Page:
However, the amendments are essentially legally "meaningless" if the state grants applicants exemptions from local zoning laws, as Sunoco Pipeline is seeking to do, township solicitor Kristin Camp told the roughly 70 residents at the hearing.
"There's nothing our local zoning ordinance can do to trump state statutes," Camp said.
The new, stricter amendments would be in effect if an applicant came directly to the township for zoning approval. The amendments could also work in West Goshen's favor because Pennsylvania's Public Utility Commission, which can grant local zoning-law exemptions, considers residents' wishes when it makes its decisions.
Also, if the PUC were to grant an exemption, the amendments could help the township in appealing, which the supervisors have vowed to do.
Some residents said they were worried pipeline companies would see loopholes in the new amendments and wanted township officials to make several other changes to the zoning code.
"We need to be very careful when we consider adopting something that doesn't have the exact proper wording," said Tom Casey, a resident and director of the Chester County Community Coalition, which residents formed in April in response to Sunoco Pipeline's plans.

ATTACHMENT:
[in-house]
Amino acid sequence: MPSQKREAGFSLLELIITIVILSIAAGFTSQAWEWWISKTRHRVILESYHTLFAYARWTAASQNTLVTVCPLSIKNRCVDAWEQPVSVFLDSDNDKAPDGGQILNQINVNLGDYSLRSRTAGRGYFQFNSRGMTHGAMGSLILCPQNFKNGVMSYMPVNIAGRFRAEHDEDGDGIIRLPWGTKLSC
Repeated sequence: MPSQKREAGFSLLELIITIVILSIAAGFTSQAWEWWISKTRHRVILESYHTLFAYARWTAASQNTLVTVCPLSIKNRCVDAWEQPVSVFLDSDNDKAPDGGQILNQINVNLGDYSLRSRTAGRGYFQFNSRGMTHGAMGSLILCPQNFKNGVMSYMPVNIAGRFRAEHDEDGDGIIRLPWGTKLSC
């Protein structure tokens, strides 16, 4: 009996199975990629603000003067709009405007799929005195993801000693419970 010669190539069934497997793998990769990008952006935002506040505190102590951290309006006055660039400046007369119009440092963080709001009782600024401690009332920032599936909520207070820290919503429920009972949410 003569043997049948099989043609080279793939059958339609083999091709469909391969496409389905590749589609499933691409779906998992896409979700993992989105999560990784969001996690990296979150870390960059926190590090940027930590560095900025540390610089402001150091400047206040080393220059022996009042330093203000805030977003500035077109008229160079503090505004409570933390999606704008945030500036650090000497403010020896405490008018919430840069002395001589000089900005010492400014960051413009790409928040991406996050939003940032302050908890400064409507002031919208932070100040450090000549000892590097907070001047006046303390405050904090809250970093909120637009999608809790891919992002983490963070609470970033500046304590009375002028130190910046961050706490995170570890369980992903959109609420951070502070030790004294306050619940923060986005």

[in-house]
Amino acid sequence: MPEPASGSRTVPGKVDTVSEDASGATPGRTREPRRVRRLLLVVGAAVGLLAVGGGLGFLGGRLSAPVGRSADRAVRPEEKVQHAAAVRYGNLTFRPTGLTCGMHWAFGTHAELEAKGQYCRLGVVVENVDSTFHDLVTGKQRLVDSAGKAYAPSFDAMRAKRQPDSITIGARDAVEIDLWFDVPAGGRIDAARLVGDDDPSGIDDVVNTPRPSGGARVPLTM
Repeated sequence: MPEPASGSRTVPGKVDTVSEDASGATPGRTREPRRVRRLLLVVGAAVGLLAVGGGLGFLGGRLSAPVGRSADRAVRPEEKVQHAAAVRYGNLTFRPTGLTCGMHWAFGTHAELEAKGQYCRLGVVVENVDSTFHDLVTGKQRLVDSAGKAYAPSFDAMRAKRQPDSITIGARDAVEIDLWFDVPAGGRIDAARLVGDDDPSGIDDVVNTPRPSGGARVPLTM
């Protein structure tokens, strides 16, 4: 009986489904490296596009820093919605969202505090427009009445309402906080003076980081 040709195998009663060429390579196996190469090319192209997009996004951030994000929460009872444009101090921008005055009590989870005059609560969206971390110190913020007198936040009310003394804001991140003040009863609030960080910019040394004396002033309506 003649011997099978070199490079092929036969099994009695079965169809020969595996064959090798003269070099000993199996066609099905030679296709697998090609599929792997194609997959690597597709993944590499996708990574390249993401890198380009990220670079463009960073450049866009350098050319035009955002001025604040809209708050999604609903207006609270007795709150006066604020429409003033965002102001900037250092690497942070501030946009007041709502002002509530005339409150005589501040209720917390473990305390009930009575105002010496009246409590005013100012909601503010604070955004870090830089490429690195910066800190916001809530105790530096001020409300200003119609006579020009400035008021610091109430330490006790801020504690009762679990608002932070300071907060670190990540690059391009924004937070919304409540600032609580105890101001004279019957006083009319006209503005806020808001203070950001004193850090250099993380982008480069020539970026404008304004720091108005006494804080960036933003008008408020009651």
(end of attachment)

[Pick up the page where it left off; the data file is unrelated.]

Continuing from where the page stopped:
The supervisors said they voted to pass the amendments Tuesday to strengthen the zoning code as soon as possible, in case pipeline companies were thinking of filing new applications. They said they would add residents' proposed tweaks to the amendments and vote to approve those changes at an Oct. 8 meeting.
"We are aware of the ordinance that was considered by West Goshen Township tonight, but we will reserve comment as we have an active matter pending before the Pennsylvania Public Utility Commission," said Jeff Shields, a Sunoco spokesman.
West Goshen officials developed the amendments after Sunoco Pipeline withdrew its application to the township this spring for a pumping station near Route 202 and Boot Road. The company instead requested exempted status from the state, a move it said was more appropriate given the services it provides.
Sunoco Pipeline plans to build pump and valve control stations in 31 municipalities along its 299-mile pipeline project to transport Marcellus Shale natural gas liquids.
In March, Sunoco Pipeline asked the PUC to consider its pipeline a public utility and to exempt it from local zoning laws. In late July, two PUC administrative law judges recommended that the commission reject Sunoco Pipeline's request. The PUC has yet to make a decision.
Many residents are upset Sunoco Pipeline could even apply for exemption from local laws. Township supervisors "heard that loud and clear and decided to make changes," Camp said.
The township has asked the PUC not to grant Sunoco Pipeline's request.